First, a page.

BAORINI

Cock, Matthew J. W. & Congdon, Colin E., 2012, Observations on the biology of Afrotropical Hesperiidae (Lepidoptera) principally from Kenya. Part 4. Hesperiinae: Aeromachini and Baorini, Zootaxa 3438, pp. 1-42: 6

publication ID

http://doi.org/ 10.5281/zenodo.246331

persistent identifier

http://treatment.plazi.org/id/03AB4D68-7B61-D210-FF6F-FF04FDC1FB00

treatment provided by

Plazi

scientific name

BAORINI
status

 

BAORINI  Doherty, 1886

In a list of the butterflies of Kumaon (in the Indian Himalayas adjacent to Nepal), Doherty (1886) divided the Hesperiidae  into four subfamilies based on the morphology of the ova (or as he put it, their ovation). One of these was Baorinae, containing the Cyclopides  and Baoris  groups, the former containing Ochus subvittatus (Moore)  (= Cyclopides subvittatus  ) (Aeromachini) and three species of Celaenorrhinus  (Pyrginae, Celaenorrhinini  ), and the latter containing five species currently placed in Baorini  , Pelopidas assamensis De Nicéville  (= Parnara assamensis  ), P. m a t h i a s (Fabricius) (= Chapra mathias  ), P. s i n e n s i s Mabille (= Chapra prominens Moore  ), Parnara bada Moore  , Gegenes nostradamus (Fabricius)  (= Chapra karsana Moore  ), six other Hesperiinae  not belonging to Baorini  as currently constituted, and another species of Celaenorrhinus  . It is not clear why Doherty referred to the second group as the Baoris  group, since he does not refer to any species in that genus.

Bell (1920) reintroduced the subfamily Baorinae, to include the genera Baoris Moore  , Caltoris Swinhoe  , Chapra Moore  (i.e. Pelopidas  and Borbo  in current usage), Parnara  , Gegenes  and Iton De Nicéville. Further  , he characterises Baorinae based on the biology:

“Eggs quite smooth. Naked-looking, whitish larvae feeding upon bamboos, grasses or palms. Pupa naked, with a

long beak between the eyes, light green with a slight powdering of waxy excretion; no spiracular expansions; a long,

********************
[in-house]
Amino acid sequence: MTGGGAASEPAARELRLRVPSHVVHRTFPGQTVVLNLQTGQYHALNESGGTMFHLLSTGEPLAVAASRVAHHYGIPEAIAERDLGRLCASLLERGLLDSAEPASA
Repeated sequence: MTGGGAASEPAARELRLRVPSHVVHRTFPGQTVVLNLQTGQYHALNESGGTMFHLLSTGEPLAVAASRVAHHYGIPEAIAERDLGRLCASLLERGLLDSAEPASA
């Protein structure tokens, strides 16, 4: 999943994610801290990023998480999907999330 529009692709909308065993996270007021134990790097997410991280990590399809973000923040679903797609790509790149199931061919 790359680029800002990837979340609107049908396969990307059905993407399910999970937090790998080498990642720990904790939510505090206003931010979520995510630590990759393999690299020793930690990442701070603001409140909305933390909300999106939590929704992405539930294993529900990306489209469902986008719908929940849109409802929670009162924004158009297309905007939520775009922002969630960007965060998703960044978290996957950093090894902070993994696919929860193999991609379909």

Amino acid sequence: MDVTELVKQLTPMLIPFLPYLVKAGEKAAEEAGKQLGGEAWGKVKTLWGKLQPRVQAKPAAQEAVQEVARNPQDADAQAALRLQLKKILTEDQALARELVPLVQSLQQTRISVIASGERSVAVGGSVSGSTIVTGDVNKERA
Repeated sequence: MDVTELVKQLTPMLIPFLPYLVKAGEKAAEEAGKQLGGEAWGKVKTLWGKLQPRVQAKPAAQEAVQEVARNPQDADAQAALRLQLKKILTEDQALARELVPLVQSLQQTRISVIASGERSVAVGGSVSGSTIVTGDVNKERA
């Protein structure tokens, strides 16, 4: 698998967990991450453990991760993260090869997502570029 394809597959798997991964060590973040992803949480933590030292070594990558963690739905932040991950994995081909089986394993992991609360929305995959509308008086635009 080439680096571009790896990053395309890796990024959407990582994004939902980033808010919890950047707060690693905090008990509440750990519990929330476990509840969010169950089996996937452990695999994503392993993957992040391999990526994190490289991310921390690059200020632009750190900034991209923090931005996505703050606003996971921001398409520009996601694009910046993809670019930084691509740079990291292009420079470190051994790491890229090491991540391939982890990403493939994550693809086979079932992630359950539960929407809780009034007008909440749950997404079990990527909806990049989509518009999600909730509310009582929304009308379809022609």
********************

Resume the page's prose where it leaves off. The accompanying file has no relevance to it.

spatulate cremastral segment. It is formed on the underside of a leaf or blade with tail-pad and body-string, quite

unprotected, except that the edges of the blade are drawn towards each other slightly by a few silks—they are never

brought together completely. There is a single exception in Parnara bada  where the pupa is of the erynnine type

[Bell’s Erynninae comprises Erynnis  and ten other genera, none of which occur in Africa] and the cell is tightly

closed. Indeed, this insect should be included in that subfamily preferably. Parnara canaraica  [now placed in

Caltoris  ] has its pupa and cell and larva normal for Baorinae. The insects all rest as in Erynninae and bask similarly.”

Nearly 100 years later, based on our review of the African Baorini  , we find that there is little we can add to Bell’s characterisation, except we have an alternative interpretation of the placement of Parnara  (see concluding discussion).

The tribe Baorini  , as accepted by Warren et al. (2008, 2009) is very close to the group defined by Bell (1920). Baorini  matches Evans’ (1937 a) African Gegenes  group (less the genera Fresna Evans  , Melphina Evans  , and Platylesches  Holland, which are dicotyledon feeders and currently placed incertae sedis) and Evans’ (1949) Eurasia-Australian Gegenes  group. Thus Baorini  includes the following genera which occur in Africa: Brusa  , Zenonia  , Gegenes  , Parnara  , Borbo  and Pelopidas  . Of these, the last four also occur in Asia, together with five other genera not found in Africa.